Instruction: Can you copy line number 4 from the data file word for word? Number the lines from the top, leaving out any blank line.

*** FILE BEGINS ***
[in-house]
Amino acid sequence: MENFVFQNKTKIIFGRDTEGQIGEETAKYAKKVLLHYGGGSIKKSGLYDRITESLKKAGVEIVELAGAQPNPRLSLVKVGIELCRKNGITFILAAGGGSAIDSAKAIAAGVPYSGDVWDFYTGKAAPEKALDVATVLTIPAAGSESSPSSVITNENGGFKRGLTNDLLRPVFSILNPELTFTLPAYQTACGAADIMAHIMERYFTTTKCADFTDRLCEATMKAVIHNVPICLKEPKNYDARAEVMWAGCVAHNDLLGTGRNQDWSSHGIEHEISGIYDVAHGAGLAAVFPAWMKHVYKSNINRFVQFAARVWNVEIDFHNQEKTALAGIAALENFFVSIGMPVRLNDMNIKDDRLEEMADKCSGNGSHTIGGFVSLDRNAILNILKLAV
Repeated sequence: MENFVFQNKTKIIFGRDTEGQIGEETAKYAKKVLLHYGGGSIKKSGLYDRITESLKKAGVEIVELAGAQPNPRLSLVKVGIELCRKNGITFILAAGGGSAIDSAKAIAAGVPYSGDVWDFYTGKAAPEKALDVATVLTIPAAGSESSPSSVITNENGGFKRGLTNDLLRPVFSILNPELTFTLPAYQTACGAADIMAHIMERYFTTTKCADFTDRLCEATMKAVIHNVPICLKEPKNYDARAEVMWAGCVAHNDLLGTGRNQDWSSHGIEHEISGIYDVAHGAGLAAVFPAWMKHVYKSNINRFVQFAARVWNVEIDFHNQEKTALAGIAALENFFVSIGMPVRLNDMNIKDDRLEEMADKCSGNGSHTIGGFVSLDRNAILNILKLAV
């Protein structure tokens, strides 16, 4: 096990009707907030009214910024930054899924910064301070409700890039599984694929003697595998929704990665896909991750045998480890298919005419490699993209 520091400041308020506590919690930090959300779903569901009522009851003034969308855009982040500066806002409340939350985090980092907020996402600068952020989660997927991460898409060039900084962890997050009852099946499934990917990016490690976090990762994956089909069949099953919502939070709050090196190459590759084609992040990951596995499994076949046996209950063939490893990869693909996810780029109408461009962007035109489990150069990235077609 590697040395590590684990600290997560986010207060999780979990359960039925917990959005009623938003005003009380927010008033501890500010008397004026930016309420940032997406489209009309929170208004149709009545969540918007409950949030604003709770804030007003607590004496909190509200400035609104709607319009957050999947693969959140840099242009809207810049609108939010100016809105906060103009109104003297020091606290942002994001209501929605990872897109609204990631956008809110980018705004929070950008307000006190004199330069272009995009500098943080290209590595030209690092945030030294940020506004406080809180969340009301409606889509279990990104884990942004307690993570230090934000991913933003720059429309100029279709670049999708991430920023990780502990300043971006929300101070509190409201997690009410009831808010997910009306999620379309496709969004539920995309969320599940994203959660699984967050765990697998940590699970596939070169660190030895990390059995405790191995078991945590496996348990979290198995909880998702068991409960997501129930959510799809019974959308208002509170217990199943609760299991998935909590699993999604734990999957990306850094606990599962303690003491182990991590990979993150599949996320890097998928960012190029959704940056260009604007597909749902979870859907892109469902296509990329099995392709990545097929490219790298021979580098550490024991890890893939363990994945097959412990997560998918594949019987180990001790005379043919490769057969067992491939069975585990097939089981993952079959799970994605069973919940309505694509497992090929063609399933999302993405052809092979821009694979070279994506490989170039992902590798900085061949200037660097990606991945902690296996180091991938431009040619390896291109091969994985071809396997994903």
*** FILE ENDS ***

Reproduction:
């Protein structure tokens, strides 16, 4: 096990009707907030009214910024930054899924910064301070409700890039599984694929003697595998929704990665896909991750045998480890298919005419490699993209 520091400041308020506590919690930090959300779903569901009522009851003034969308855009982040500066806002409340939350985090980092907020996402600068952020989660997927991460898409060039900084962890997050009852099946499934990917990016490690976090990762994956089909069949099953919502939070709050090196190459590759084609992040990951596995499994076949046996209950063939490893990869693909996810780029109408461009962007035109489990150069990235077609 590697040395590590684990600290997560986010207060999780979990359960039925917990959005009623938003005003009380927010008033501890500010008397004026930016309420940032997406489209009309929170208004149709009545969540918007409950949030604003709770804030007003607590004496909190509200400035609104709607319009957050999947693969959140840099242009809207810049609108939010100016809105906060103009109104003297020091606290942002994001209501929605990872897109609204990631956008809110980018705004929070950008307000006190004199330069272009995009500098943080290209590595030209690092945030030294940020506004406080809180969340009301409606889509279990990104884990942004307690993570230090934000991913933003720059429309100029279709670049999708991430920023990780502990300043971006929300101070509190409201997690009410009831808010997910009306999620379309496709969004539920995309969320599940994203959660699984967050765990697998940590699970596939070169660190030895990390059995405790191995078991945590496996348990979290198995909880998702068991409960997501129930959510799809019974959308208002509170217990199943609760299991998935909590699993999604734990999957990306850094606990599962303690003491182990991590990979993150599949996320890097998928960012190029959704940056260009604007597909749902979870859907892109469902296509990329099995392709990545097929490219790298021979580098550490024991890890893939363990994945097959412990997560998918594949019987180990001790005379043919490769057969067992491939069975585990097939089981993952079959799970994605069973919940309505694509497992090929063609399933999302993405052809092979821009694979070279994506490989170039992902590798900085061949200037660097990606991945902690296996180091991938431009040619390896291109091969994985071809396997994903």